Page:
Trump leads tight race in Florida, says new poll
© Greg Nash

A new poll shows a tight race for the Republican primary in Florida, with Donald TrumpDonald John TrumpNFL freezes policy barring players from protesting during anthem McConnell spokesman on Putin visit: 'There is no invitation from Congress' Petition urges University of Virginia not to hire Marc Short MORE in the lead, but five candidates showing double-digit support.

All five candidates are within 10 points of each other in the survey, released by the Jacksonville University Public Policy Institute (PPI) on Thursday.

Trump maintains his lead in the state with 24.4 percent, followed by former Florida governor Jeb Bush with 16.9 percent, former Hewlett-Packard CEO Carly Fiorina with 15.6 percent, retired neurosurgeon Ben CarsonBenjamin (Ben) Solomon CarsonTrump walks a tightrope with comments on NATO Progressive politics have done nothing to help black America Is civility in America really dead? MORE with 15 percent and Sen. Marco RubioMarco Antonio RubioSenate GOP attempts to wave Trump off second Putin summit GOP senator: We should accept Trump's 'apology' for Russian election interference comments Controversial Trump judicial nominee withdraws MORE (R-Fla.) with 14.9 percent.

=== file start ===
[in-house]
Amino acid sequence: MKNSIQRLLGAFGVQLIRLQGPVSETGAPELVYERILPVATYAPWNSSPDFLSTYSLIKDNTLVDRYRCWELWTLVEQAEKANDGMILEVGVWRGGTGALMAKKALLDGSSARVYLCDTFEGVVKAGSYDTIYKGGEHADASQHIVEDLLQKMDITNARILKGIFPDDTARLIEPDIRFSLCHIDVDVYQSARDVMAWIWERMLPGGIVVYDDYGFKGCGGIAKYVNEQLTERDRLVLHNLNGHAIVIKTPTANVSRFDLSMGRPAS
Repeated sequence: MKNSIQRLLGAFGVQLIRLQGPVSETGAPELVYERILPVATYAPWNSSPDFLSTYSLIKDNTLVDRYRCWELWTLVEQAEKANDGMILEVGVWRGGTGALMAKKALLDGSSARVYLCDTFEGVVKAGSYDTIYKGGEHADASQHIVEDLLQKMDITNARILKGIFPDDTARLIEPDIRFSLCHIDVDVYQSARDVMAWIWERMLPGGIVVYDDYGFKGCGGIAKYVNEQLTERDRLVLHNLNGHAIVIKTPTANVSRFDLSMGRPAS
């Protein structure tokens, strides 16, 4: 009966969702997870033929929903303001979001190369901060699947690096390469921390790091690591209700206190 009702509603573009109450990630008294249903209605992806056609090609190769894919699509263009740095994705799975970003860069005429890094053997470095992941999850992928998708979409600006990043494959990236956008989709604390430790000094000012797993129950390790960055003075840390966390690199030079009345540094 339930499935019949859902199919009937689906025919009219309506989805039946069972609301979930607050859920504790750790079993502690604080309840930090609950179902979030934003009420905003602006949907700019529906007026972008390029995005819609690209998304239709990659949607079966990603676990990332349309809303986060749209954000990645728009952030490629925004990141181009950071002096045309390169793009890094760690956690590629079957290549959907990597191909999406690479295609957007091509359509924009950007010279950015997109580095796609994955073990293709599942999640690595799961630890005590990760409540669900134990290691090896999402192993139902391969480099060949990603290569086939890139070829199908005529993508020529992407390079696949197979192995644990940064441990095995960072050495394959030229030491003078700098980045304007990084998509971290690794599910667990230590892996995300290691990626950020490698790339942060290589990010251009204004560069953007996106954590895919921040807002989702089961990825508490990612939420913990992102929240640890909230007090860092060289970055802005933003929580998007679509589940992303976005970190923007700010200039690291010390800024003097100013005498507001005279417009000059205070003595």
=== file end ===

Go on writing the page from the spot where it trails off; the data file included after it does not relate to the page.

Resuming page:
The only other candidate to draw more than 2 percent was Sen. Ted Cruz (R-Texas), who won 4.3 percent.

Despite his lead, pollsters say Trump's ceiling is low due to his high unfavorability rating in the state.

“While Trump is in the lead, his high unfavorable rating and the 30 percent of respondents in the poll who said they would not vote for him suggests there is a low ceiling of support for him in Florida,” Jacksonville University Political Science Professor Paulina S. Rippere said. “As candidates drop out and the field narrows, the poll results indicate that these voters will go to other candidates, and not to Trump.”

Trump has the lowest favorable-unfavorable margin, with 50.1 percent of voters seeing him favorably and 40.3 percent unfavorably. Rubio has the best margin between those who view him favorable versus unfavorably, followed by Carson, Fiorina and Bush.

Republican voters in Florida also expressed a preference for political outsiders rather than Washington insiders.

Respondents said they preferred candidates with business as opposed to government experience by a 44.6 percent to 18 percent margin. A large majority of 66.7 percent did not see lack of prior elected office as a hindrance to becoming president.

With 99 GOP delegates at stake, the Florida primary represents a crucial battleground in the Republican nomination process.

The PPI poll surveyed 585 registered Florida Republicans in cellphone and landline calls from Sept. 17 to Sept. 22. The margin of error for the sample is 4.1 percent.